1632508353956.png
This is the original house. In this photo, you can see the hanging joists and the Beam "A".


1632508400566.jpeg
This is the addition. In this photo there are just hanging joists.


1632508534175.jpeg

This is the end of the Beam "A" where it rests on the original exterior wall. To the right of the double Beam "A" is hanging joist "C" which extends behind me as I took the picture.

1632508712559.jpeg

This is the roof strut from the ridge to the original exterior wall. Notice the 15" offset from the roof ridge to the Beam "A".
 

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Ron Van

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You may be wanting the load chart as a self-interest for the design, however most building depts. will require an engineer signature, prior to approval.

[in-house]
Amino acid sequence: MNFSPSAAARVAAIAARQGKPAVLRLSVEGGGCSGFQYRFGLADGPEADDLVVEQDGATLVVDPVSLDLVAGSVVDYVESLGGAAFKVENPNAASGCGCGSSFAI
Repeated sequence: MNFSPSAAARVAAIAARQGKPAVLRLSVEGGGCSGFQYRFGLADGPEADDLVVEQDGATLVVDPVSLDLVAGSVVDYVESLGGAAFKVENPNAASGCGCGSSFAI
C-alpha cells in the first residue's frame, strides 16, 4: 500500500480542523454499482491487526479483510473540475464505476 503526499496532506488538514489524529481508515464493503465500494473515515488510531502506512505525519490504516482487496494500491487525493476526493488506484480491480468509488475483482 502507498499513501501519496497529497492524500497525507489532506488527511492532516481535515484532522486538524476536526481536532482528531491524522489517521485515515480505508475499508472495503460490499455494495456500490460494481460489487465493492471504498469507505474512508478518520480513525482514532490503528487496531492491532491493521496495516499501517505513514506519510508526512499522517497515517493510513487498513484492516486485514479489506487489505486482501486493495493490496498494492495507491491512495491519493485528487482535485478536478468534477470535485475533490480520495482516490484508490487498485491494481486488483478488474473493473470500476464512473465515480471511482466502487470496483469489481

Something else to consider, and your drawing doesn't contain enough information to address it, is that a building, which exceeds 3 X it's width, in length, requires an additional shear wall.
This house is old and funky (like me). It was build in several stages over 51 years of time. There are (besides numerous additions), a second house built on to the first and connected together. they are truly separate structures but connected internally. The original structure with the addition in question is only 62.5' long and 25' wide. The new addition has a new shear wall (on the right side of the drawing below), so it shouldn't need a secondary shear wall. The wall to be removed, has a door in the middle of it which used to be the entrance door. I'm thinking (hoping) that the wall on each side of the door has shear wall bracing. I'm only removing the wall on one side of the door so there will be extra shear bracing.

whole house w Kitchen detail 011-001.jpg
 
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Snoonyb

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Thanks for the clarification.

I, were it mine, be interested, from a historical point of view, in researching any documents presented for the roof reframing, or if there are records of those permits, on file.